Cerebral Palsy advocate Nicole Luongo vlogs about how ‘SDR Changes Lives’ one year after selective dorsal rhizotomy surgery with Dr. T.S. Park on St. Louis, on the cusp of turning 40 years old.
Nicole Luongo shares the success formula she applied after selective dorsal rhizotomy (SDR) surgery. Follow her simple advice to achieve anything in life. Ability + Motivation + Attitude = The Secret to Success!
Cerebral palsy advocate Nicole Luongo vlogs about braving bike camp at 41 years old, after having selective dorsal rhizotomy (SDR) surgery in 2013. Watch her do what she once thought was impossible.
Go for gold! Cerebral palsy advocate Nicole Luongo discusses the three things she did after selective dorsal rhizotomy (SDR) surgery to win at life like an Olympian.
Cerebral palsy affects 17 million people worldwide. While it’s the most common physical disability in childhood, it’s also widely misunderstood. Nicole Luongo debunks popular cerebral palsy myths in this What CP Looks Like FB Live video.
Disability advocate Nicole Luongo vlogs about her incredible journey with SDR, a life-changing surgery for cerebral palsy— and how it led to an interview with Special Books by Special Kids.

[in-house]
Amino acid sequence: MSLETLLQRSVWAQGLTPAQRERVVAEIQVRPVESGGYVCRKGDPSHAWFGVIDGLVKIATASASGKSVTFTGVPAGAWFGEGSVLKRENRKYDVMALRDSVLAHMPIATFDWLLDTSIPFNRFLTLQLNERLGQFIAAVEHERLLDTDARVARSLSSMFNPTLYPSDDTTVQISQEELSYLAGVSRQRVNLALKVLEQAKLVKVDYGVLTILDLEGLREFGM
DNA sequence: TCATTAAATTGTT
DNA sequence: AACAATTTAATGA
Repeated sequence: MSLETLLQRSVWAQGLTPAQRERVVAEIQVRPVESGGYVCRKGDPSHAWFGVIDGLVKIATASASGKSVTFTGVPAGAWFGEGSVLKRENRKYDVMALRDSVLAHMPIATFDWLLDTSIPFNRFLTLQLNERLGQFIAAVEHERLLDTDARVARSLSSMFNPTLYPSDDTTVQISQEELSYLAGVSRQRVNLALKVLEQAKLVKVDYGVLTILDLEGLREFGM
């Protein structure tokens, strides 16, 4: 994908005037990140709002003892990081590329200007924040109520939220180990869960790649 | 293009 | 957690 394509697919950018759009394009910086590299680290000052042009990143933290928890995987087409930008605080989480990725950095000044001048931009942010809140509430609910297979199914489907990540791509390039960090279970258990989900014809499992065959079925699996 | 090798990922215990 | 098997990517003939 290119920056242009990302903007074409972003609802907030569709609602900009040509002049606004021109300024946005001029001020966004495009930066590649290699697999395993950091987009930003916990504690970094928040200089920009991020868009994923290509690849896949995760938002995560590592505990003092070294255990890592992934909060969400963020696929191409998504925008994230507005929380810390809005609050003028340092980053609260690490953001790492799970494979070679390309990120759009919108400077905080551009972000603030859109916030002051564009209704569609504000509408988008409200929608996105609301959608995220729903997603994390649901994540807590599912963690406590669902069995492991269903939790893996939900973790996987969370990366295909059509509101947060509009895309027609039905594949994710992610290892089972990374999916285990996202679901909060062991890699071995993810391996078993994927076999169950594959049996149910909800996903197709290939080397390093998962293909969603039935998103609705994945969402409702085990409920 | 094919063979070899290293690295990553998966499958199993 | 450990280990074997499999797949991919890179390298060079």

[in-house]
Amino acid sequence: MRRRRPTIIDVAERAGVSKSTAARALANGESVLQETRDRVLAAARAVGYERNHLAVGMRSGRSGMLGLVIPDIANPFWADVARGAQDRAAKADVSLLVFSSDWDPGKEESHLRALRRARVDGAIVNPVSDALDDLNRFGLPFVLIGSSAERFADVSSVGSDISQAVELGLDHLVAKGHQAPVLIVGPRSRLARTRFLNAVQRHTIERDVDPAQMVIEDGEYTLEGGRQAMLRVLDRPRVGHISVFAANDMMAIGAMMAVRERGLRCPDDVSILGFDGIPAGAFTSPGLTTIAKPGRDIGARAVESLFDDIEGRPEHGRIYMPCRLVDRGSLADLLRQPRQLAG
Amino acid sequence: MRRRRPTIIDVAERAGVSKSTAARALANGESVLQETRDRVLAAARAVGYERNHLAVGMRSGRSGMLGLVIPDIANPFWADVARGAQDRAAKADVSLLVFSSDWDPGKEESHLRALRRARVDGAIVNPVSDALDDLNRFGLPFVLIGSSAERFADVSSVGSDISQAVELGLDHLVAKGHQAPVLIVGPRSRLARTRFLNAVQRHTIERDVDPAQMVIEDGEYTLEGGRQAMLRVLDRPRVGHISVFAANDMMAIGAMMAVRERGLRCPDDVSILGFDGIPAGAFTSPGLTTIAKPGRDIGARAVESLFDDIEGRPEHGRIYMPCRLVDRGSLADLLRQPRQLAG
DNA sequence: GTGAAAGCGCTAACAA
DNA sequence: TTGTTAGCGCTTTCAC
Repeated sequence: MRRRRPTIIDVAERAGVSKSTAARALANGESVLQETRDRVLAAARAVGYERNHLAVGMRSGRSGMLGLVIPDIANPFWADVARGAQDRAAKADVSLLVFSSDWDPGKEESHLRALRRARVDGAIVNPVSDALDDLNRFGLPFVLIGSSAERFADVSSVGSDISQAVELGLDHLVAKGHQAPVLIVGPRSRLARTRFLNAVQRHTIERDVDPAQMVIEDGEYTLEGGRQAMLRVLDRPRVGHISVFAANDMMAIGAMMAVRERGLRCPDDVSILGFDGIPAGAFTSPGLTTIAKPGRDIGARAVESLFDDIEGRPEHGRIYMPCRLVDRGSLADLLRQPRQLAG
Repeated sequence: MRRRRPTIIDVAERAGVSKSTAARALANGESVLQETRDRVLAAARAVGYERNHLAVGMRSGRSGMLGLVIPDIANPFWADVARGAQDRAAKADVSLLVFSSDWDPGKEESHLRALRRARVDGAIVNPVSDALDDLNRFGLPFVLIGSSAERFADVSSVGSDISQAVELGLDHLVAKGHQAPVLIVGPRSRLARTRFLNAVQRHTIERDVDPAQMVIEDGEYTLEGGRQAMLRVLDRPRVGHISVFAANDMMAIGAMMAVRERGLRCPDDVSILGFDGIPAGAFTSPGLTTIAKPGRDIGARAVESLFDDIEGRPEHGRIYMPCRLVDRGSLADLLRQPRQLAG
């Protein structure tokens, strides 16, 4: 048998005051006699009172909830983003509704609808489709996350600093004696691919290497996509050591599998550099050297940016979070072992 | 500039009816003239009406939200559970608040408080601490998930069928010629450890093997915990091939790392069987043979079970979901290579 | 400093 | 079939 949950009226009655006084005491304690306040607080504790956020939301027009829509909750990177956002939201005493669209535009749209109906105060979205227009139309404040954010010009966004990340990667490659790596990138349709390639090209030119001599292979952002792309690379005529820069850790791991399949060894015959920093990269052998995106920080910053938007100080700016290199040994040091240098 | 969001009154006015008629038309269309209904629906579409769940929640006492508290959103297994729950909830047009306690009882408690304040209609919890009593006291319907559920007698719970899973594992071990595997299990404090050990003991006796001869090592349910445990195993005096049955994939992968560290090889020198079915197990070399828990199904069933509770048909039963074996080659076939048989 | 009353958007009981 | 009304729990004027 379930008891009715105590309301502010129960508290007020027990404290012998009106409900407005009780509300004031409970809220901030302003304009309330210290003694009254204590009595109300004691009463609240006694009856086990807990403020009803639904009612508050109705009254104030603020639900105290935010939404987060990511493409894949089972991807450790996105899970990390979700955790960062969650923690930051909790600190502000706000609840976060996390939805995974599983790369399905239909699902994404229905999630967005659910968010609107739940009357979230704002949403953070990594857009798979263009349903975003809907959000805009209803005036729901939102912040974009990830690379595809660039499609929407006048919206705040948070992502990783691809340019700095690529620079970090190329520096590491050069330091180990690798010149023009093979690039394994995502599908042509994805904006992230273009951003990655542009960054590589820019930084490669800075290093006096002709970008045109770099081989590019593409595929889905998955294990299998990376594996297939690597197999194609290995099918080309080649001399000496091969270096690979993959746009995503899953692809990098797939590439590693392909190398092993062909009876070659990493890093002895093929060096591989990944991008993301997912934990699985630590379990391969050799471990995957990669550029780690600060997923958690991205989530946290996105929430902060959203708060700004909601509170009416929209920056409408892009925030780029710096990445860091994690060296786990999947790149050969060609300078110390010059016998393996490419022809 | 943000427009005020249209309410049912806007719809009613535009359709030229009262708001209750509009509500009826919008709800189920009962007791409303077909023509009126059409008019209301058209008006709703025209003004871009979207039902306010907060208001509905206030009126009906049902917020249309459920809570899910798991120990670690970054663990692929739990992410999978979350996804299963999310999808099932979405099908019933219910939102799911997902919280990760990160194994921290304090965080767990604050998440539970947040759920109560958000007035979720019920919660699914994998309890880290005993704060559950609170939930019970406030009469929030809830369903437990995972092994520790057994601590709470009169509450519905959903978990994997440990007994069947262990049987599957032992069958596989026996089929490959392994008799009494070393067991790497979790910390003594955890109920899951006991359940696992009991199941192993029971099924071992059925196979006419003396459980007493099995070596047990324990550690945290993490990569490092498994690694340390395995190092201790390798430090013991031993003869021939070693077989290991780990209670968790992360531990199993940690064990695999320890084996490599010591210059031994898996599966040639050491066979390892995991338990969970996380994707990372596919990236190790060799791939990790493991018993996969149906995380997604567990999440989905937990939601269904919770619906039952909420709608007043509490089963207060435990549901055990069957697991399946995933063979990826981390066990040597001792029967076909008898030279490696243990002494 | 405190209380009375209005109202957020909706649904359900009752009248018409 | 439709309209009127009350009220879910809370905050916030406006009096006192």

Nearly 3.5 years after my surgery, I finally found something worthy of some of my fundraising money: a purple (my favorite color) AeroPilates Reformer Plus purchased on eBay! I’ve heard about the benefits of Pilates, and I’ve wanted to try it. I know it will work my muscles in an entirely different way. Jumping around
I’m so thankful to have been published by The Mighty twice in two days! Click on the link to read what it’s like growing up with cerebral palsy. Will you do me a favor? Comment directly under the article on The Mighty’s site and please share to raise awareness for cerebral palsy and SDR. Thank you!
I have cerebral palsy. Since seeing is believing, I thought I’d show you how I’m living life FREE of spasticity. Selective dorsal rhizotomy surgery (SDR) changes lives! There is NO benefit to spasticity! The frustrating part as an adult with CP, is that doctors don’t tell you this information (many of them don’t have a